The Society of Licensed Conveyancers has accused the government of not taking the cladding issue seriously enough and warns that its inaction will cause a lack of available homes in the future.
The property lawyers’ body wants the government to pay for all remedial costs to protect those owners and leaseholders of high-rise apartments affected by safety issues following the Grenfell tragedy. John Clay, a board member and past chairman, has written an open letter to Housing Secretary Michael Gove asking it to step in and then claim money back from the developers who are responsible for the current mess.
It points to a recent survey that showed many leaseholders who cannot afford repairs or are unable to sell their flats are suffering from severe depression and that 23% are seriously contemplating suicide. “When so much of the current conversation is about levelling up, this cannot be right,” says Clay. “If insufficient help is given, probably hundreds of thousands of leaseholders will have to forfeit their flats to their freeholder or their lender.”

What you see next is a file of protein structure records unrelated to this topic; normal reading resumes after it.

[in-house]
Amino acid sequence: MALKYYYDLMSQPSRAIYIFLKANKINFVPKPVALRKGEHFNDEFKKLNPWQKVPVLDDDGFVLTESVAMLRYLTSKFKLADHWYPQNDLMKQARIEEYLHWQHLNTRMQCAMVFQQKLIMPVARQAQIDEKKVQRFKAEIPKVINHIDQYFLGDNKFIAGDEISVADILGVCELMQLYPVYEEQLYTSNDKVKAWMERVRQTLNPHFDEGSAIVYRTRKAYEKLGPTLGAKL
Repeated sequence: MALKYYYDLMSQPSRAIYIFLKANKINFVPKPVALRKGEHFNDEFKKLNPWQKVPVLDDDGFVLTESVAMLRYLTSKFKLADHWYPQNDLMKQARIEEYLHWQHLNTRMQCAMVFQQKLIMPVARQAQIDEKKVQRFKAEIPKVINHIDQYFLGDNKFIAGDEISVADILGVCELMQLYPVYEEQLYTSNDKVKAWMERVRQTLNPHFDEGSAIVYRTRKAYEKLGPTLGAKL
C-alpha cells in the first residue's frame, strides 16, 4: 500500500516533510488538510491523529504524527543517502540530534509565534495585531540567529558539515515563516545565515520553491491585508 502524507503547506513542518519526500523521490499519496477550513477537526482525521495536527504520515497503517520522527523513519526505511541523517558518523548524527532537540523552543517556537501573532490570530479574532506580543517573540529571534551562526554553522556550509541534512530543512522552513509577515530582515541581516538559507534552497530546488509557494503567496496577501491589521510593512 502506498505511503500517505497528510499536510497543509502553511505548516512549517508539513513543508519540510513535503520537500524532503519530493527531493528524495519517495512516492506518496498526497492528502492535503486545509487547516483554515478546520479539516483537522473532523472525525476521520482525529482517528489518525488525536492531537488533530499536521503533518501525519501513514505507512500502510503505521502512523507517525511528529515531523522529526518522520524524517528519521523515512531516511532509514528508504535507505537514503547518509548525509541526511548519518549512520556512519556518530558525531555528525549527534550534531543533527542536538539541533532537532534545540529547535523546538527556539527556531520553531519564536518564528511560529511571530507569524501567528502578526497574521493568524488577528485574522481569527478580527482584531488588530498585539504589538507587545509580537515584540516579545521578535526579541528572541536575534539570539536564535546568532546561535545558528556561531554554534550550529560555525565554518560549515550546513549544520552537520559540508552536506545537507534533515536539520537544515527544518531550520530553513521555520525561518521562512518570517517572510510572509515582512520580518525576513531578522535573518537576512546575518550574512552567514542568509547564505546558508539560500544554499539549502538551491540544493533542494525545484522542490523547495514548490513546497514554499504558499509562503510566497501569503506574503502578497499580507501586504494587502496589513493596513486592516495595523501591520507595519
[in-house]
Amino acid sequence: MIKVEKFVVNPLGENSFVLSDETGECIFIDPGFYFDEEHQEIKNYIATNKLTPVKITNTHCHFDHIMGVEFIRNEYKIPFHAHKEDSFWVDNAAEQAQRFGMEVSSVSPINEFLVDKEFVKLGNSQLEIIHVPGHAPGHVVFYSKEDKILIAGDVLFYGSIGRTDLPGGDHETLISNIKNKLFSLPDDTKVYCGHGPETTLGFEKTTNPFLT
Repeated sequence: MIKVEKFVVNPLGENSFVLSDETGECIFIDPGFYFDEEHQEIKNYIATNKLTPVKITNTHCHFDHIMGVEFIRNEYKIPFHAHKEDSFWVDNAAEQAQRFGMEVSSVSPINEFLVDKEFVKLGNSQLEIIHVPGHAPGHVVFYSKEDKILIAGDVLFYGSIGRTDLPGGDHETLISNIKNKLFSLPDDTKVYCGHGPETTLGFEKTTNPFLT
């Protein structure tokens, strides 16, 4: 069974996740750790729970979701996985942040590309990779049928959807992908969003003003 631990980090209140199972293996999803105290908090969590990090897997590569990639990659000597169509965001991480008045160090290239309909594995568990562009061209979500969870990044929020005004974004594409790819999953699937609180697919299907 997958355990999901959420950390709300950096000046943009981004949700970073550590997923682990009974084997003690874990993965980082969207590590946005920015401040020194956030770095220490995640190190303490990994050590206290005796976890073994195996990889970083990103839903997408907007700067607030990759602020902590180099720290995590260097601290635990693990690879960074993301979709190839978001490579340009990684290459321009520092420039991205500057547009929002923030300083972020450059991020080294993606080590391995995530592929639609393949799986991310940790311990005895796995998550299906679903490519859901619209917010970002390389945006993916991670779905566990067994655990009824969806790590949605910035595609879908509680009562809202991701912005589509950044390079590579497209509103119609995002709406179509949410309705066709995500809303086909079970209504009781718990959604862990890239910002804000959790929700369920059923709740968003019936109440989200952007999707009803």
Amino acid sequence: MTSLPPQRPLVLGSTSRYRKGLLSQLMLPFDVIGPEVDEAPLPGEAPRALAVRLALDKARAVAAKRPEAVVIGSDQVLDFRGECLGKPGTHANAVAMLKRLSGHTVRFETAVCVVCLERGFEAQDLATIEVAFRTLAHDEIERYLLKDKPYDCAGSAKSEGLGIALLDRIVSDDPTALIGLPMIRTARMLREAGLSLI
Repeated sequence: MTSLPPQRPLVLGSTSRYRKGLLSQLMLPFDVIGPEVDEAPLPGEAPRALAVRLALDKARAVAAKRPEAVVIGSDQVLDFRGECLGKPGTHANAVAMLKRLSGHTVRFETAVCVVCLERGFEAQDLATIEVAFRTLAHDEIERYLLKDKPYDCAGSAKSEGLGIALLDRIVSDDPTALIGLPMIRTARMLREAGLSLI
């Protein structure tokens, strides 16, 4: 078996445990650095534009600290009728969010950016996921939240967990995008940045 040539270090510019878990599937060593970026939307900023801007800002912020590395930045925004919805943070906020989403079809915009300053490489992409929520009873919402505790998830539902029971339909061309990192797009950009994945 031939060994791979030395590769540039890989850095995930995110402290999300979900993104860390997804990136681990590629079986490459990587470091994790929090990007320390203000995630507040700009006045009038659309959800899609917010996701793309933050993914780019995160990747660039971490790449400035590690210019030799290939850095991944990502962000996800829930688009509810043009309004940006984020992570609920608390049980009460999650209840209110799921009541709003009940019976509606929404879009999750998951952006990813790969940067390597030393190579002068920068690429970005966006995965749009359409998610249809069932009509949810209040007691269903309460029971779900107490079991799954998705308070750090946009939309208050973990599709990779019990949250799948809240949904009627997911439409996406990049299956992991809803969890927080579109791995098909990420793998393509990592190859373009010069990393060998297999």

He explains that prosecution by leaseholders against developers is unrealistic as cases would be complex, involving huge legal costs, and warns that if the government does not step in, the value of all flats in high rise blocks could be blighted for years to come. The situation is already creating a problem in the housing market because most of the properties involved are first time buyer occupied. “As these are currently unsaleable there will be a shortfall of entry properties for first time buyers, which will cause prices of other flats in low rise properties to increase, making it even harder to get onto the property ladder,” says Clay.
“It is a very complicated situation which we would suggest your department has not previously taken seriously enough.”